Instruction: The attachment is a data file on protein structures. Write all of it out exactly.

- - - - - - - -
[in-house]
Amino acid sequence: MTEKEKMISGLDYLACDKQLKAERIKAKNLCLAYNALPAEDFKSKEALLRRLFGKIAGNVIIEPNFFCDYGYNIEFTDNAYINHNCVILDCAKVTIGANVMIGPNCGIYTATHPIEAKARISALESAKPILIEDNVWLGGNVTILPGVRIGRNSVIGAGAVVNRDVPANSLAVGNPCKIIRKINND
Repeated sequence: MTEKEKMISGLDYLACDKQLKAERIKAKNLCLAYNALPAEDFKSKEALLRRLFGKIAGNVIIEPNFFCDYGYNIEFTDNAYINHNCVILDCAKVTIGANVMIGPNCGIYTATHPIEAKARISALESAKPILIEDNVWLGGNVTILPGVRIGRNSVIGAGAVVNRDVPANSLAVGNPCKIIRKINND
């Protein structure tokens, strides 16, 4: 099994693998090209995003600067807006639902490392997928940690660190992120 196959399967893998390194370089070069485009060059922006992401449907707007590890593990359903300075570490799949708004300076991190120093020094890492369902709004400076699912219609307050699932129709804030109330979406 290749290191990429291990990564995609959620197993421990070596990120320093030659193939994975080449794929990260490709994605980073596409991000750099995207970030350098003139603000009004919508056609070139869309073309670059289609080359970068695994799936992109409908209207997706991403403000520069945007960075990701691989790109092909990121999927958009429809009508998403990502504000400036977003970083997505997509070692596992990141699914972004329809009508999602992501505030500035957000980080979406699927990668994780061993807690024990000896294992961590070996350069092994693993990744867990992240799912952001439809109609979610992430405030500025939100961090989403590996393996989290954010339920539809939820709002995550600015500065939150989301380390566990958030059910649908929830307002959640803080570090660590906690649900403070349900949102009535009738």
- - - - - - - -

[in-house]
Amino acid sequence: MTEKEKMISGLDYLACDKQLKAERIKAKNLCLAYNALPAEDFKSKEALLRRLFGKIAGNVIIEPNFFCDYGYNIEFTDNAYINHNCVILDCAKVTIGANVMIGPNCGIYTATHPIEAKARISALESAKPILIEDNVWLGGNVTILPGVRIGRNSVIGAGAVVNRDVPANSLAVGNPCKIIRKINND
Repeated sequence: MTEKEKMISGLDYLACDKQLKAERIKAKNLCLAYNALPAEDFKSKEALLRRLFGKIAGNVIIEPNFFCDYGYNIEFTDNAYINHNCVILDCAKVTIGANVMIGPNCGIYTATHPIEAKARISALESAKPILIEDNVWLGGNVTILPGVRIGRNSVIGAGAVVNRDVPANSLAVGNPCKIIRKINND
């Protein structure tokens, strides 16, 4: 099994693998090209995003600067807006639902490392997928940690660190992120 196959399967893998390194370089070069485009060059922006992401449907707007590890593990359903300075570490799949708004300076991190120093020094890492369902709004400076699912219609307050699932129709804030109330979406 290749290191990429291990990564995609959620197993421990070596990120320093030659193939994975080449794929990260490709994605980073596409991000750099995207970030350098003139603000009004919508056609070139869309073309670059289609080359970068695994799936992109409908209207997706991403403000520069945007960075990701691989790109092909990121999927958009429809009508998403990502504000400036977003970083997505997509070692596992990141699914972004329809009508999602992501505030500035957000980080979406699927990668994780061993807690024990000896294992961590070996350069092994693993990744867990992240799912952001439809109609979610992430405030500025939100961090989403590996393996989290954010339920539809939820709002995550600015500065939150989301380390566990958030059910649908929830307002959640803080570090660590906690649900403070349900949102009535009738």